4:21 p.m. A profile of the new conductor of the L.A. Philharmonic, a 28-year-old named Gustavo Dudamel. I have no comment on this other than to say that the same article probably could have been written about Esa-Pekka Salonen, the Phil's previous conductor, when he first came to L.A. which probably says more about the city than it does about either of these men.
4:25 p.m. Still more about Fashion's Night Out. The more they write about it, the less interested I am.
4:27 p.m. Your official Vogue-approved reasons to shop:
1. It's "the opportunity to express your sense of self and style…"
2. "If we don't shop, people lose their jobs."
3. "And it's pretty good for you: Finally, something new to wear!"
4:29 p.m. Tennis player Roger Federer is grappling with "a whole new challenge: fatherhood." Is it wrong that I just don't care?
4:30 p.m. Plum Sykes time! Bonus: this article involves John Taylor of Duran Duran.
4:35 p.m. "Country Couture" is the Sykes story about the English estate of Gela Nash-Taylor (Juicy Couture's creative director) and husband John Taylor. Nash-Taylor is the recipient of the World's Smallest Violin award:
Suddenly Gela looks at the clock and panics. It's already about half past seven. "This is the hard part of a house like this," she says. "You're running around, and you literally never have time to dress for dinner." With that, she zips along the passage to her dressing room, saying, ""This is a difficult house to wear heels in because all the floors are so slanty."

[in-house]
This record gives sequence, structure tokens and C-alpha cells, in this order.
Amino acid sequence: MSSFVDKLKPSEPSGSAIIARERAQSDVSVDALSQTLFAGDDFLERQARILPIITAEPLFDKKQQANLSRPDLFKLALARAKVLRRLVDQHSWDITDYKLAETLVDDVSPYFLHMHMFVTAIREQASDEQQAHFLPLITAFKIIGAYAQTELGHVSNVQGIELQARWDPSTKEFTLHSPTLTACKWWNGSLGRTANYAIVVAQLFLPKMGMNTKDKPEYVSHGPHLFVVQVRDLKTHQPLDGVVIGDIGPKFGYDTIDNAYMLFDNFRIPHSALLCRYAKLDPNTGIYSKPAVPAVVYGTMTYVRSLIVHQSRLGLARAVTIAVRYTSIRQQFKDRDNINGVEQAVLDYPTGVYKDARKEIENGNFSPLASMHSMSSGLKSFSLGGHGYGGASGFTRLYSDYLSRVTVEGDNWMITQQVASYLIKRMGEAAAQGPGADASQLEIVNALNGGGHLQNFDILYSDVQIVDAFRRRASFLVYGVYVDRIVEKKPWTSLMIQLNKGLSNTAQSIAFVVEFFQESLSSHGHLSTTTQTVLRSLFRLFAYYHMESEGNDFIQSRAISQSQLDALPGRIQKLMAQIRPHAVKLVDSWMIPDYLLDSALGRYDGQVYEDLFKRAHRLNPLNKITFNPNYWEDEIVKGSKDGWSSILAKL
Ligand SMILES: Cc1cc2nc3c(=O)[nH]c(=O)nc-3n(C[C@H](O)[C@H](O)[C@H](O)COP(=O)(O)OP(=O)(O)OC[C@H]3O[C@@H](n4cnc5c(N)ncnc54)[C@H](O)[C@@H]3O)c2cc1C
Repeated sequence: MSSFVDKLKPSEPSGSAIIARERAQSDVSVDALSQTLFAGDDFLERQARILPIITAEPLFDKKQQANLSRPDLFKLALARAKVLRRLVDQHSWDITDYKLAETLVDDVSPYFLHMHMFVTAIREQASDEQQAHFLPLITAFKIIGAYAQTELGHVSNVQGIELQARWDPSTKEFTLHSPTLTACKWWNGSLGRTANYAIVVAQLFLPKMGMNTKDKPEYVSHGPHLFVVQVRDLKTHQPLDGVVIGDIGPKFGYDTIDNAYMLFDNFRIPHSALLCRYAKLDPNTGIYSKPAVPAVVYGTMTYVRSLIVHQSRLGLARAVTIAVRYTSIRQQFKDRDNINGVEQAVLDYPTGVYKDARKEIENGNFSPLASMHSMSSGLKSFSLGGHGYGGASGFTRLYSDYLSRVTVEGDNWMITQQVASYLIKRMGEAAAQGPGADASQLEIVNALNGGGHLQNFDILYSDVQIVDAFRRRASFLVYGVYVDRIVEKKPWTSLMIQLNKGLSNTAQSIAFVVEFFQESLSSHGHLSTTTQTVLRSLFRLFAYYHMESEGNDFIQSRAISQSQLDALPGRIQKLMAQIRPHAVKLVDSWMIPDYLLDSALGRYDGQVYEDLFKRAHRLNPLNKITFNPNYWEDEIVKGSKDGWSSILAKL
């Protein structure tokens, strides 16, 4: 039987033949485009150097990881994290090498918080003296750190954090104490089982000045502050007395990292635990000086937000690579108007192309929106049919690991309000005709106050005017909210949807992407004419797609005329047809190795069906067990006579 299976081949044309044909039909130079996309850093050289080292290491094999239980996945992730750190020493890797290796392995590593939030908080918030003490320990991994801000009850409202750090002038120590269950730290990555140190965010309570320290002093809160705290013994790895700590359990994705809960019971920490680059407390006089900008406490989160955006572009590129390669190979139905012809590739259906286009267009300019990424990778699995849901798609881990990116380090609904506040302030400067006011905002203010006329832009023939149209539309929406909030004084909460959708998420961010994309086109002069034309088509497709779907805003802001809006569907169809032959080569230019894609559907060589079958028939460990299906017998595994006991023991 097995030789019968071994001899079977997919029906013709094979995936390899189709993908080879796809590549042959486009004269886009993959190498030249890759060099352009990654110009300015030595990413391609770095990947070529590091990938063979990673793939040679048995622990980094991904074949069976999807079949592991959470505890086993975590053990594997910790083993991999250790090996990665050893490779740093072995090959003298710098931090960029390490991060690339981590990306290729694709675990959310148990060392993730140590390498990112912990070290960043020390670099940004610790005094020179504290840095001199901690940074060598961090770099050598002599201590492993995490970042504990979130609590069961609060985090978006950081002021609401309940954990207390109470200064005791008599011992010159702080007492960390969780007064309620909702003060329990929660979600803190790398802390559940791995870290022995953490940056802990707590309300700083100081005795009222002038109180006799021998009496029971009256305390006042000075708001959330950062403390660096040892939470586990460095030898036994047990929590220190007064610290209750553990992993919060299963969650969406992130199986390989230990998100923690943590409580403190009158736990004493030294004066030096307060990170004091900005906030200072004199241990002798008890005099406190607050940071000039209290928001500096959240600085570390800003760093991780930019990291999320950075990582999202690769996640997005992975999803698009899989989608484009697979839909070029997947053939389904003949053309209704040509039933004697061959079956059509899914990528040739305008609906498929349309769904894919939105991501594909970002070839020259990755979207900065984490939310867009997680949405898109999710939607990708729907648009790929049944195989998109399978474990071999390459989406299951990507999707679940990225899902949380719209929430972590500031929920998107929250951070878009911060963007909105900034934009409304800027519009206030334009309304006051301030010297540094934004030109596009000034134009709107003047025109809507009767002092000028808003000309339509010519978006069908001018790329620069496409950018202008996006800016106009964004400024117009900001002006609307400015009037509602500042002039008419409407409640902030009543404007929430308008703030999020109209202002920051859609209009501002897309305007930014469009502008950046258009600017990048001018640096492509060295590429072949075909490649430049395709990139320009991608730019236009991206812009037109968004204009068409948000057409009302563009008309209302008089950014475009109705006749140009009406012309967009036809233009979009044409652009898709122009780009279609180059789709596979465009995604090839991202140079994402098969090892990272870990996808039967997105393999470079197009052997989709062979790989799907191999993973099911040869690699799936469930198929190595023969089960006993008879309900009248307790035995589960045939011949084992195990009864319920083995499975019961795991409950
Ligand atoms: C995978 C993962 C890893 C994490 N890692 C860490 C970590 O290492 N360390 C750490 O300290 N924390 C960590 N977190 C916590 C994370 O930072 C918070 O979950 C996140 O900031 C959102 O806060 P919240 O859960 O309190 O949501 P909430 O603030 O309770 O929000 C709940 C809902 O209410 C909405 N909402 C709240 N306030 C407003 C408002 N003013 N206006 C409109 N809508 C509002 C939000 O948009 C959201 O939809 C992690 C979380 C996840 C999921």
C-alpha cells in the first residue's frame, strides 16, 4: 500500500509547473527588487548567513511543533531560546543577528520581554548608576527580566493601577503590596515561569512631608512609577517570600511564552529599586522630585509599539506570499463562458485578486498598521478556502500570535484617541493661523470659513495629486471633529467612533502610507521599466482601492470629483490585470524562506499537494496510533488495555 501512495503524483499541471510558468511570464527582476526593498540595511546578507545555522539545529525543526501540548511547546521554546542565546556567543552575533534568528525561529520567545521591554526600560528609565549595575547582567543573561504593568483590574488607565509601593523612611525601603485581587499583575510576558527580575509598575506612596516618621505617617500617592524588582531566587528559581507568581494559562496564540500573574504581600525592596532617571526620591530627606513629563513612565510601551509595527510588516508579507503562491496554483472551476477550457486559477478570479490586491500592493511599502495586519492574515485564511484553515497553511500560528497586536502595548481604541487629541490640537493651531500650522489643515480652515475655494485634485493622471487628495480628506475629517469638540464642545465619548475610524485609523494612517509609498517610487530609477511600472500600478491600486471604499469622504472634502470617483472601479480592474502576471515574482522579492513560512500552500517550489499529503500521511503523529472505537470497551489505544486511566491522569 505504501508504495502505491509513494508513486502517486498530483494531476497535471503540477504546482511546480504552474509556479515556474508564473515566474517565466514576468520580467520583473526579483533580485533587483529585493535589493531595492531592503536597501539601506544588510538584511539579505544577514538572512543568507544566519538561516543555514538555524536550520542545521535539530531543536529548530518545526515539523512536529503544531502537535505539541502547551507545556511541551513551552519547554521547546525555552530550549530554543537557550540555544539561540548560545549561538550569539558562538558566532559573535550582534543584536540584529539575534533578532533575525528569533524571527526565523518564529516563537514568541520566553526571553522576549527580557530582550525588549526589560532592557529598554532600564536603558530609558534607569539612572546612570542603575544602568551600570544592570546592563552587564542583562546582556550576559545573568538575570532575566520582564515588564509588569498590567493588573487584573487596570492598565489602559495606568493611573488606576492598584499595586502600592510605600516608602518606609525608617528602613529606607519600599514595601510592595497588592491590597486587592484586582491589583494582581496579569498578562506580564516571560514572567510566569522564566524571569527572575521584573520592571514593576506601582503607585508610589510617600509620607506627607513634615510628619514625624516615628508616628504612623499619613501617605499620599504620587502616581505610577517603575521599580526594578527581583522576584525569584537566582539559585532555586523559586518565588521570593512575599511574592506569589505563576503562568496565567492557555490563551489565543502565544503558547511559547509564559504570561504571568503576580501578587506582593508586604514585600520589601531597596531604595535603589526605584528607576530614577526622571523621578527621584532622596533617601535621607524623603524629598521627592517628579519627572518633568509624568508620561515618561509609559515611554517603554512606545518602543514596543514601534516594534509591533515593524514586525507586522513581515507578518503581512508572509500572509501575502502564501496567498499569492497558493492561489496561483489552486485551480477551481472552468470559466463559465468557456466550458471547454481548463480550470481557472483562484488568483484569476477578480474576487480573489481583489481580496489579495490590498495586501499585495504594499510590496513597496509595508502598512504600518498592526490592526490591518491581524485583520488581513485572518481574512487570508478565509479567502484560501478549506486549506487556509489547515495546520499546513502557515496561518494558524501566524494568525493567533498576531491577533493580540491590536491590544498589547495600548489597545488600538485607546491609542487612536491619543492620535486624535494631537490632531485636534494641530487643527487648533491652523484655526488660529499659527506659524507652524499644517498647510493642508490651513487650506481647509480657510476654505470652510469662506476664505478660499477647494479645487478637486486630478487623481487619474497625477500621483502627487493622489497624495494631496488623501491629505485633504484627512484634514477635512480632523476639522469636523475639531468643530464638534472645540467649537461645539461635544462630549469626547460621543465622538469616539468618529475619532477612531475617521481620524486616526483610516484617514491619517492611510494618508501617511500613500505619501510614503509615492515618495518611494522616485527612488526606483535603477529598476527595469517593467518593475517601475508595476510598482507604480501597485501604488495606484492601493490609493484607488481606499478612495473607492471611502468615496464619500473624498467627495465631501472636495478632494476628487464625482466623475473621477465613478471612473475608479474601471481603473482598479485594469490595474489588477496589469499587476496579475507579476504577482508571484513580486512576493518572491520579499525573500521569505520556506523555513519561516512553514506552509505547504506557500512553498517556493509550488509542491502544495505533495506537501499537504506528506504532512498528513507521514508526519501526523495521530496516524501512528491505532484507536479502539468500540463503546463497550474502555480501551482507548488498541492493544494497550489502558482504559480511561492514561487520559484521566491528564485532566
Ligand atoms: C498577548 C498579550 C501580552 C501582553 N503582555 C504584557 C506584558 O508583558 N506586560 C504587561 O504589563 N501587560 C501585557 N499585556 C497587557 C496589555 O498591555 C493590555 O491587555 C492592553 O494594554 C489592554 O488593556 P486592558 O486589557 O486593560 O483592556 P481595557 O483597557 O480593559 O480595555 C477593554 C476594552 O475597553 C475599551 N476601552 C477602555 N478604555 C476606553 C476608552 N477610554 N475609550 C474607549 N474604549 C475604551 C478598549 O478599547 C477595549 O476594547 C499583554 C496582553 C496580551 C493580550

I'm sure that's all very comforting to Galt Niederhoffer now that her family's lost their fortune! (scroll way, way up this post)
4:41 p.m. The Jenny Sanford article! First shock: she socializes with "a self-described liberal who once worked for The Nation."
4:44 p.m. The Sanford article can be summarized thusly: lots of shock that he would do this, discussion of forgiveness, and approximately 20 mentions of God/religion/Catholicism.
4:49 p.m. Jeffrey Steingarten confesses that he doesn't understand the dynamics of the American bar. Then he goes on about it for three pages. At this point in the day, he could have written three pages about how awesome I am, and I still wouldn't want to read it.
4:52 p.m. Three pages to say that you can get in without a reservation and get food and drinks more quickly when you sit at a restaurant bar? Is Vogue's audience that rareified or is the editor that approved this story that out of touch?